Instead of taking the CPI, let us assume Chapwood’s estimate of price inflation as closer to the truth. On this basis, over the last five years, price inflation has been running at an annual average of 10%.iiThis means the consumer’s dollar has lost 41% of its purchasing power since 2012. Meanwhile, wage increases tied to the CPI have only increased by 7% over the same period, while total consumer credit has increased by 32%.iii

These numbers confirm our thesis, that it is mainly debt that is financing higher prices. It cannot continue indefinitely. Meanwhile, business is cutting costs where it can, and that requires capital investment. Banks are increasingly prepared to lend to businesses, partly because they perceive lending risk has diminished, and partly because the main alternative use of bank credit, which is investing in short-term government bonds and related financial instruments, is losing them money. And now that the yield on US Government five-year bonds is back above 2%, the momentum of bank sales of government debt is set to increase, as will the pace of bank credit expansion in favour of non-financial businesses.

Capital investment at this stage of the credit cycle tends not to lead to higher wages. Rather, it is about producing more through investment in manufacturing technology, as a means of remaining competitive. An article in the current Bloomberg Businessweek on Fanuc, the Japanese robotics manufacturer, revealed that North American manufacturers increased their spending on robotics by 32% to the first quarter of this year, compared with Q1 in 2016.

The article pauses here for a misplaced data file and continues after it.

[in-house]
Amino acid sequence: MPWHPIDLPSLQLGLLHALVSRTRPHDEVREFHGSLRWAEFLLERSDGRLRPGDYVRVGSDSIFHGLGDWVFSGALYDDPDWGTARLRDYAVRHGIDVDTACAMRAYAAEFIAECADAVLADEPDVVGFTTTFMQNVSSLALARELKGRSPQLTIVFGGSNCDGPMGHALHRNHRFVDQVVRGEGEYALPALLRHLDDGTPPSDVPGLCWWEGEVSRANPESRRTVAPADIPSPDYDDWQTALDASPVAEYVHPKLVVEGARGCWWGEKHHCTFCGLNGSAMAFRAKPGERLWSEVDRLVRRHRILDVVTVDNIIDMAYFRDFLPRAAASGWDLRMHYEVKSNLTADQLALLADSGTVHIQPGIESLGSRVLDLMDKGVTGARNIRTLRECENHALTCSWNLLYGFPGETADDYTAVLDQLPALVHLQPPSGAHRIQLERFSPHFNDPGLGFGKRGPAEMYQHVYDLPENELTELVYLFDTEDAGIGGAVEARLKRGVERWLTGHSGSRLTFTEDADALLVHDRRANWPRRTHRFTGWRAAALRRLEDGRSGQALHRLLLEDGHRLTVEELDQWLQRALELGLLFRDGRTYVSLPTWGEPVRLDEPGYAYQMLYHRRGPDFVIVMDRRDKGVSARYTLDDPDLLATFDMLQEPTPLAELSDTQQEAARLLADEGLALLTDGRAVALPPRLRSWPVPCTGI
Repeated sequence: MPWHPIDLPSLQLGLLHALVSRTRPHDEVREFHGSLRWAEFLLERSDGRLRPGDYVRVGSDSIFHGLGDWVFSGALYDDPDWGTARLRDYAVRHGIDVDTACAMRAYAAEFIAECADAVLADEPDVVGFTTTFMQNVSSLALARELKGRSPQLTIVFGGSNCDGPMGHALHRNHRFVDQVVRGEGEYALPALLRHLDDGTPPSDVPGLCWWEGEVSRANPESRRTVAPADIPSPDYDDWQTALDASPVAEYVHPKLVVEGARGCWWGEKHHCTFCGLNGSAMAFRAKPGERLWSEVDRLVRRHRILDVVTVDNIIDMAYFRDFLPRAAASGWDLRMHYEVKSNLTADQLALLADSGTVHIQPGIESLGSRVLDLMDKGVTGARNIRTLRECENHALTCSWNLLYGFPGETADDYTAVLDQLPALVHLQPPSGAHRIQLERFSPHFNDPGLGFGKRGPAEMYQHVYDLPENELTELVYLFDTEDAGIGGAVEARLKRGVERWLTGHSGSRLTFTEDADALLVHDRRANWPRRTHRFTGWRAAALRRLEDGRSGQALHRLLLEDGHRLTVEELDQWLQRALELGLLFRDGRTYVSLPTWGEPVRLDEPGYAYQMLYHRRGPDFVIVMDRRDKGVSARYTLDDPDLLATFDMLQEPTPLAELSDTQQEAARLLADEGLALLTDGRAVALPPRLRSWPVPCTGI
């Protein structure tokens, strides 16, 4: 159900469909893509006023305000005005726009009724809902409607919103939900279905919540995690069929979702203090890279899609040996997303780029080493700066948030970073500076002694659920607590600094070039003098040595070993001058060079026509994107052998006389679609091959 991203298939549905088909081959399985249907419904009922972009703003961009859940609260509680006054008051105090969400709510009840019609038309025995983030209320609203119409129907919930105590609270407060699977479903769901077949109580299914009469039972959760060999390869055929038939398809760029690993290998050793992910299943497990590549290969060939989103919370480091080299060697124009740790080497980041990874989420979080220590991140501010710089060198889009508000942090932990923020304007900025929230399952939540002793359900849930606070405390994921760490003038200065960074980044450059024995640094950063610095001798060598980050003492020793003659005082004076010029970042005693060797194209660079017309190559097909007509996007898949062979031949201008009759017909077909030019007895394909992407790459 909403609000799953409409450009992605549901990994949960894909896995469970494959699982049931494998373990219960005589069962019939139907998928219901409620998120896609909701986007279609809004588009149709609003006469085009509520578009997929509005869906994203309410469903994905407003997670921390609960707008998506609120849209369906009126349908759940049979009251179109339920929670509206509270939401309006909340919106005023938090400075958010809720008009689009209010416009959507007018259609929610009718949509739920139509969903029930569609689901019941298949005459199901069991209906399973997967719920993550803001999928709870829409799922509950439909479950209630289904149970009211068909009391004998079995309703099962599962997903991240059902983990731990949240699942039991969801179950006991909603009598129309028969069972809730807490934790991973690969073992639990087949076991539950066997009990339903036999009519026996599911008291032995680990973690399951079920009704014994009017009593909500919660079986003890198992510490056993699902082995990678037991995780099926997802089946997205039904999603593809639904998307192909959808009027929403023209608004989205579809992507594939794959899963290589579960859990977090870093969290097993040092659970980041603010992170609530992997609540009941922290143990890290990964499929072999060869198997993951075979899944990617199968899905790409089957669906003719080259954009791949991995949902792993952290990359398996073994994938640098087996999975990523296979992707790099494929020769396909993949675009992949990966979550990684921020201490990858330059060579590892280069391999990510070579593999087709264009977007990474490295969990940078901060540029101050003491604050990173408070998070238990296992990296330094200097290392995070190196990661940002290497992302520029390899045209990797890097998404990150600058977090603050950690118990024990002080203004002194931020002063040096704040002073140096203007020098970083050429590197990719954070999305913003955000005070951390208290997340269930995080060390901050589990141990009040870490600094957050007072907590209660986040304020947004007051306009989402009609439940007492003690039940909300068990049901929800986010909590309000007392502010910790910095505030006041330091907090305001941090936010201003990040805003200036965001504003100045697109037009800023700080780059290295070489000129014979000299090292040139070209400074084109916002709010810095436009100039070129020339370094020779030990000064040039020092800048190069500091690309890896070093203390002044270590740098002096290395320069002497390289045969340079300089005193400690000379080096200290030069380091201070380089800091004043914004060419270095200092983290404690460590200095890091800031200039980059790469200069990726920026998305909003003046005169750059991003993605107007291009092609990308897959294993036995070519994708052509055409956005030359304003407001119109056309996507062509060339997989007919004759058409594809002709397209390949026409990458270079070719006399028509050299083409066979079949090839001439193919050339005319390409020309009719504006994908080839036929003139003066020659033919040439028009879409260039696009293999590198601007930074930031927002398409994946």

There can be little doubt that without increasing automation, price inflation pressures would be even greater. However, with independent forecasters telling us prices have been rising faster than officially admitted, the combination of capital investment and runaway price inflation can only result in economic stagnation.

The alternative of relying upon stimulative fiscal policies by the government is already restricted by the presence of an intractable and growing budget deficit. President Trump’s tax plans, which are intended to stimulate the economy by cutting taxes, are not going to be matched by cuts in government spending, and will gain no lasting benefit from the more efficient redeployment of economic resources from government consumption to the private sector.


The dollar will weaken

With the American consumer maxed out, there is little apparent reason for the Fed to raise interest rates by much. Inflation is tamed by the statistics, and unemployment likewise. It will be outside influences that upset this uneasy balance, reflected through the exchange rate. Foreign use of the dollar is being challenged by China, which is now driving global demand for commodities, and is increasingly demanding her trade payments be settled in yuan. Redundant dollars in foreign hands will simply be sold.

Therefore, the outlook for the dollar is for it to weaken, the speed of which looks like being partly determined by China’s purchasing of energy and industrial materials for yuan, and partly by the development of international yuan markets to provide currency hedges. There is also a separate problem brewing in the bond markets, and that is over foreign residents’ portfolio holdings of US securities. At June 2016 (the last published date for comprehensive figures) they totalled $17.139 trillion, barely changed from a year earlier. This follows a period of rapid expansion after the great financial crisis, which saw it increase from $9.641 trillion in 2009 to $16.417 trillion in 2014.ivUndoubtedly, the increase in portfolio weightings was encouraged by dollar strength in the currency markets.